Special Education is different in some ways. For those interested in teaching Special Education to children with disabilities, in addition to meeting other requirements for teacher certification, no matter which certificate you apply for, you must already ahve an endorsement based upon completion of an approved teacher training program in Special Education.
The main teacher
certification types are as follows:
It seems that many of the teacher certification changes
December, 2015 are being phased in this summer, and
over the coming school year. As metioned on our Teaching
page, there are also concurrent changes happening due
to ESSA (formerly NCLB) regarding accountability, "highly
qualified" status and education standards. You will want to
review those in addtion to the certification information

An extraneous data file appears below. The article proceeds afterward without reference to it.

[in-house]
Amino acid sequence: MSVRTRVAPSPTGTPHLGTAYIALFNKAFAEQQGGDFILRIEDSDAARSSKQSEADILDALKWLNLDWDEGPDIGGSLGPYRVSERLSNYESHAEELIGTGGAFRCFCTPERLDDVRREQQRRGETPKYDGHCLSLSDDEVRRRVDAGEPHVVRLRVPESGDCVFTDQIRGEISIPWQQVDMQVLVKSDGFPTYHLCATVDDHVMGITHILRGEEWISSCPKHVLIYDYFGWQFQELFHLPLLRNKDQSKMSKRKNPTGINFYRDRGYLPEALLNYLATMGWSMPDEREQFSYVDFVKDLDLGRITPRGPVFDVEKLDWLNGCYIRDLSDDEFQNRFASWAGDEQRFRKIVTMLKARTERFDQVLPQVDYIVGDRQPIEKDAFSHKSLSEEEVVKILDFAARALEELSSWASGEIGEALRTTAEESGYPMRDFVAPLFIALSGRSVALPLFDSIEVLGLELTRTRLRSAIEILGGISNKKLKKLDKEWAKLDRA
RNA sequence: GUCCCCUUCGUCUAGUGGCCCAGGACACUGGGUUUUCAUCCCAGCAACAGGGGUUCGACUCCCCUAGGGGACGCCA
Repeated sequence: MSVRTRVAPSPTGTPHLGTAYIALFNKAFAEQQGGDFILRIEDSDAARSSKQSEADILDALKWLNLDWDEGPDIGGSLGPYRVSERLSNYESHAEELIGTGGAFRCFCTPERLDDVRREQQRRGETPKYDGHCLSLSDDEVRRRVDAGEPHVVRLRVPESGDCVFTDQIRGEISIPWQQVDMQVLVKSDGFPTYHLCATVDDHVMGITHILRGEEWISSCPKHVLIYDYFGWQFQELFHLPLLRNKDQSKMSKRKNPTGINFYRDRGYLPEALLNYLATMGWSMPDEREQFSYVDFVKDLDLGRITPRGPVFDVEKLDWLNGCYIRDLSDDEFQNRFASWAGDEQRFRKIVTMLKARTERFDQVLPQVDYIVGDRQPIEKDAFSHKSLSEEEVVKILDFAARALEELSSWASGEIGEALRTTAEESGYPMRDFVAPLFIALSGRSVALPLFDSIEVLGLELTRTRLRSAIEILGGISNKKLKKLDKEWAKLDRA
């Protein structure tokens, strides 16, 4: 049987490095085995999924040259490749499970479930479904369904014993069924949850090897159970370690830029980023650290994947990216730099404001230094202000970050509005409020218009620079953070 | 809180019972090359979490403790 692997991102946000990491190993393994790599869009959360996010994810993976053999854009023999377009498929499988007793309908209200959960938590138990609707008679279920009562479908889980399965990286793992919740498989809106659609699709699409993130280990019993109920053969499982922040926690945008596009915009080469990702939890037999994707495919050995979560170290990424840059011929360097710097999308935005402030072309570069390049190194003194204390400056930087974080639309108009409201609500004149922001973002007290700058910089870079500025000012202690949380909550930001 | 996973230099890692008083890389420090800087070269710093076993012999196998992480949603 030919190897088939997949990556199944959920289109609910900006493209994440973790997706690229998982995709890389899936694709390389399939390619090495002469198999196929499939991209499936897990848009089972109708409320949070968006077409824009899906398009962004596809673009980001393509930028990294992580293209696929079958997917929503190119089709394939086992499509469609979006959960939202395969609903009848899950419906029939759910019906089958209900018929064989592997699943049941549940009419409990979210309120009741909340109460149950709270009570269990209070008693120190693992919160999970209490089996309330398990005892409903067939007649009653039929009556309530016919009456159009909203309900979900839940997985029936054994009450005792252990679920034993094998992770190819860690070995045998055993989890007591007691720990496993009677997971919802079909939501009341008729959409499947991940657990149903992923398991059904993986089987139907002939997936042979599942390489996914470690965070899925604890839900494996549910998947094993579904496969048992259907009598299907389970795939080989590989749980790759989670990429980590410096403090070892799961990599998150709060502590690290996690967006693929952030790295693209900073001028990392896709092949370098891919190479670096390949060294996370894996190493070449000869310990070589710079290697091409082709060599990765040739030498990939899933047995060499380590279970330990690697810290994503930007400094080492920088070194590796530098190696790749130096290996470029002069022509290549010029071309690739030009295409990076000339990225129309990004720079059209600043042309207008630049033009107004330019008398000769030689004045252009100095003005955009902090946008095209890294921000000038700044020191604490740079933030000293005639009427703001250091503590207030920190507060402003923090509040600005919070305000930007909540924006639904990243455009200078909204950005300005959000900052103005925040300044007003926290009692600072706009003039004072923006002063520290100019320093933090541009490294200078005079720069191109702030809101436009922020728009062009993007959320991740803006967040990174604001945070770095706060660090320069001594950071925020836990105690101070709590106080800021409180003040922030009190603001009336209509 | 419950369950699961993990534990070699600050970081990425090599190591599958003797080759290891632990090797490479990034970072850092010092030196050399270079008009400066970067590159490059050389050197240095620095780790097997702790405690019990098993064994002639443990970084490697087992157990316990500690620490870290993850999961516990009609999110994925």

The changes are in several key areas effective immediately,
and at least one is going to be phased in for 2017:
New Mandatory Training Modules
Starting June 30, 2017, all teachers who have never been
certified in Alaska or another state, as well as those
applying for renewal of their license will need to prove
satisfactory completion of training in four new areas.
Important Note: This means that newly minted, just graduating teacher candidates, and those just completing their teacher preparation programs will want to have their completed Alaska Teacher Certification packet submitted and received by Alaska EED no later than June 29, 2017 to avoid the new training requirement.
Alaska Department of Education - New Mandatory Trainings
Since Alaska is only able to provide about 33% of its annual demand for teachers from in-state university pre-service programs, it is a fact that most teachers are originally recruited from other parts of the country.
Teacher certification is handled by states, and most teachers are certified in the state in which they finish their pre-service endorsement program, or where they are working now.
Question: Does Alaska have reciprocity with other states?